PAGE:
Learning to Sink or swim at 50, Part 1, my swimming history
It’s been approximately 42 years since I last had a swimming lesson.
I have a fear of being out of my depth and with deep water in general. Why on earth would I sign up for swimming lessons with my irrational fear of water?
Yesterday I had the first of a series of swimming lessons to help me overcome my water based fears and insecurities. I’d also like do more than a half arsed breast stroke. When asked about my swimming ability I replied that I float with intent.
Swimming all around me
My husband is an excellent swimmer. As a boy he went to a swimming club as well as sea scouts, so it’s no surprise to learn that he loves anything water related.
We made a decision early on that our children would be exposed to swimming from a young age. We enrolled them into a toddler class where we would all go swimming together, singing songs, blowing bubbles in the water, splashing around and generally getting them used to water. I didn’t want to pass on my water insecurities.
As they got older, it was nice to finally enrol them into swimming classes where they were with an instructor with me on the sidelines. At the moment they are progressing through the stages at our local leisure centre as well as going to swim club at the weekend as my husband did.
On holiday this year our swimming apparel was much used. While I enjoy watching the children play and watching my husband teach them basic techniques, it was nice to get in and muck around with them. During the summer there were opportunities to visit the local lido on hot days and I happily acted as an obstacle so that they could swim under me.
My husband is a regular swimmer and regularly visits the local leisure centre or at one of the local open water or wild swimming spots in our area. He likes to combine 2 of his sporting loves, running and swimming and enters aquathlons which essentially have you swimming and then running, and perhaps swimming and running again!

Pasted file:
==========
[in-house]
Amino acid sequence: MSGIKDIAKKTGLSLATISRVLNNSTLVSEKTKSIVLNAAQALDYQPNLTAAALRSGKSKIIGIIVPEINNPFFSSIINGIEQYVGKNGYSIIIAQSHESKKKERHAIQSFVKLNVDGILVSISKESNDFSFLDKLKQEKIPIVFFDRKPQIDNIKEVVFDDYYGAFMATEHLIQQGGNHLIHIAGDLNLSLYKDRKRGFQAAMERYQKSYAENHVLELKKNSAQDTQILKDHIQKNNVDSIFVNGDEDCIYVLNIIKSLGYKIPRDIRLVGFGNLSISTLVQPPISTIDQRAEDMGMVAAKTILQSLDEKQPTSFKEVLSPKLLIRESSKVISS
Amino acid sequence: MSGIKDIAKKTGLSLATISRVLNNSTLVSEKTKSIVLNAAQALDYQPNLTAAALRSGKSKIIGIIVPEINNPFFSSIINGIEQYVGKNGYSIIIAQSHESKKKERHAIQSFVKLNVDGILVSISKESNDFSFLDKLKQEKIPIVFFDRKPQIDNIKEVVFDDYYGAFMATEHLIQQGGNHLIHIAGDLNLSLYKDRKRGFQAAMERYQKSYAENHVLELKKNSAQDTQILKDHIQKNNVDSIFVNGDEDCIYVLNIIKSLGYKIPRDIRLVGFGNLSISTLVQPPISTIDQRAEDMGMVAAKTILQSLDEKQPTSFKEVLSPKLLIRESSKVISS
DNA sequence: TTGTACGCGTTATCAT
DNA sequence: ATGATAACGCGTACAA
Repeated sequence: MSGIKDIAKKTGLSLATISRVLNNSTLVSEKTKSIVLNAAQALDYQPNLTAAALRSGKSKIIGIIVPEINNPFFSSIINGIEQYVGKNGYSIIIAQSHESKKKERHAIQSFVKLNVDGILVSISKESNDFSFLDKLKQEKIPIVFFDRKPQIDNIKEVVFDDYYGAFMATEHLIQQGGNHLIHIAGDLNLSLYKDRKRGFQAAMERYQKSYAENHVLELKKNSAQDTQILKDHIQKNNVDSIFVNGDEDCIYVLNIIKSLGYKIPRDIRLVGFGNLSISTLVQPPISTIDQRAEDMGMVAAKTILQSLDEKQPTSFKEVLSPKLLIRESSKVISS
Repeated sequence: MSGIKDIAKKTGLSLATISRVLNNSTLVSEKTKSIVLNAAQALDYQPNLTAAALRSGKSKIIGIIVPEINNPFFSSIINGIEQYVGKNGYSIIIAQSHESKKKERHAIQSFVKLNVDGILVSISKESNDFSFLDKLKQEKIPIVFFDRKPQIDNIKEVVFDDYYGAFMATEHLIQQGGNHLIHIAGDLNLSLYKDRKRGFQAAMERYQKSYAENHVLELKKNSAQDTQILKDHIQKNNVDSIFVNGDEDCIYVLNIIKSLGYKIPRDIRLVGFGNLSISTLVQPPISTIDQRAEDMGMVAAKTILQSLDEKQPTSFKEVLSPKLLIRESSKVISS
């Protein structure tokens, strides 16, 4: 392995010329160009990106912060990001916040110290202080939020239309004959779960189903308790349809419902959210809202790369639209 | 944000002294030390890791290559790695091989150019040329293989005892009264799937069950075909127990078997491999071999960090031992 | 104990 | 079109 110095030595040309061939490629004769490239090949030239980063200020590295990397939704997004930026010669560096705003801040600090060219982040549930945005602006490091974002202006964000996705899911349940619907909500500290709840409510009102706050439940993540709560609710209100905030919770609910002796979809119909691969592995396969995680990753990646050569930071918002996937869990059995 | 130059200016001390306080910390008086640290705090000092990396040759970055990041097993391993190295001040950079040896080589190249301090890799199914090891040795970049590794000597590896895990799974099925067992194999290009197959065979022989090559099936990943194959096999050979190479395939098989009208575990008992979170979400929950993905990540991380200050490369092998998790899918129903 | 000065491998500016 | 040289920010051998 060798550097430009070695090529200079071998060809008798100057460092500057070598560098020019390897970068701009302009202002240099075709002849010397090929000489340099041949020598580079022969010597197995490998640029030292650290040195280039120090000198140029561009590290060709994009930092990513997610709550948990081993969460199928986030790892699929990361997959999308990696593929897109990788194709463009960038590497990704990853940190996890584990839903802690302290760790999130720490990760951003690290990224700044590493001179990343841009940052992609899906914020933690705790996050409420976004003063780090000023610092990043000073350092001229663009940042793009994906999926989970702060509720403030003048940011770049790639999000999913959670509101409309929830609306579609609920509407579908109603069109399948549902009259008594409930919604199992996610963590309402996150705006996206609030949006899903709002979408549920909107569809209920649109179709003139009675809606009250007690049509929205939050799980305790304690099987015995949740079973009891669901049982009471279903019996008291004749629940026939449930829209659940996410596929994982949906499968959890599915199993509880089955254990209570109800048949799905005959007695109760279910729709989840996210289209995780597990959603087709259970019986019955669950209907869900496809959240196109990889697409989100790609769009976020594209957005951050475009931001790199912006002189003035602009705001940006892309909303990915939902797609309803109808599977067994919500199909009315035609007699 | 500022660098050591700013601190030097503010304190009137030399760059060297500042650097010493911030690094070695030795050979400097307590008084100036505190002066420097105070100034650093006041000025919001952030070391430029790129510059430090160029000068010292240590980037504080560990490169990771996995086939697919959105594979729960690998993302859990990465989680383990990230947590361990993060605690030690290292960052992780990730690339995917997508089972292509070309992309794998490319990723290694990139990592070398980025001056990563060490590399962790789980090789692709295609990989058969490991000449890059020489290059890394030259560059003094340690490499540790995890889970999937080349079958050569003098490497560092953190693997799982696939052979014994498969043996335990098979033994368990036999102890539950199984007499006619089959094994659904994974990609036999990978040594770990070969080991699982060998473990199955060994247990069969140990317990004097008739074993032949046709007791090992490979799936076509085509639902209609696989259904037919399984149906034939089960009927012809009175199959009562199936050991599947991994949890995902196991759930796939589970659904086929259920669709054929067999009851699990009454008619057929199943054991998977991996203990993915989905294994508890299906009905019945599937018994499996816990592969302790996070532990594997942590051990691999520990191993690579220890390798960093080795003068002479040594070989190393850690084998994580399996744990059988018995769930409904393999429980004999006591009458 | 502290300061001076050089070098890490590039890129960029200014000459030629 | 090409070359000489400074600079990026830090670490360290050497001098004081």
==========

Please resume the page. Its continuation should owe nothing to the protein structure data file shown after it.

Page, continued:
Swimming lessons in the late 1970’s
I did learn to swim as a child. At middle school (are they a thing in today’s world even?), once a week, a coach that was in less than good condition would arrive at the school and my classmates and I would board the coach for the short journey to the local leisure centre.
On arrival, anyone already able to swim would take the stairs to the main pool, but those of us who were still learning turned right at reception and headed down to the learning pool which to my mind was in the basement.
I decided to use Google to search for library images of the pool which has long since been demolished, but thanks to the power of the internet, such images still survive and these are merely ‘borrowed’!
I’d almost forgotten how bleak the building was with the pebble dash panelling. The main pool with its diving boards at the far end that even I once dared to climb (and swiftly climb down). I should be grateful that no pictures of the teaching pool are online as I’m sure it would set off some deep-set trauma.
The teaching style of the day is nothing like that I’ve witnessed with my children’s swimming lessons. No learning through play, blowing bubbles in the water, walking up and down pouring little buckets of water over our heads. Instead I remember being yelled for various reasons including not opening my eyes in the heavily chlorinated pool and for not kicking hard enough.
When I had reached a level when it was decided I could ‘swim’, I was lead up the stairs to the main pool where I was told to enter the water at the deep end, using the steps to the right of the diving boards in the image above.
I wasn’t told that there was a ledge to stand on if I was indeed tall enough. A after shimmying across the pool holding on to the side it wasn’t long until I got into a panic and was extracted from the pool in an undignified manor. This incident has stayed with me.
After this ‘incident’ I was resigned to the teaching pool until the end of our stint of swimming lessons, and suffice it to say I never took my swimming endeavours further.
My fears cemented
I remember going on a family holiday. We were staying with family and nearby was a beach. I was happy splashing around with my brother and cousins of a similar age in water waist deep and well within my comfort zone. An older cousin tried to get me to go into deeper water, but I was having none of it so I made a hasty retreat back to the beach.
Suddenly I’m being dragged off the beach and into the water. Water so deep that I’m clinging on to him for dear life as I was terrified. He got his way and instilled a fear of deep water.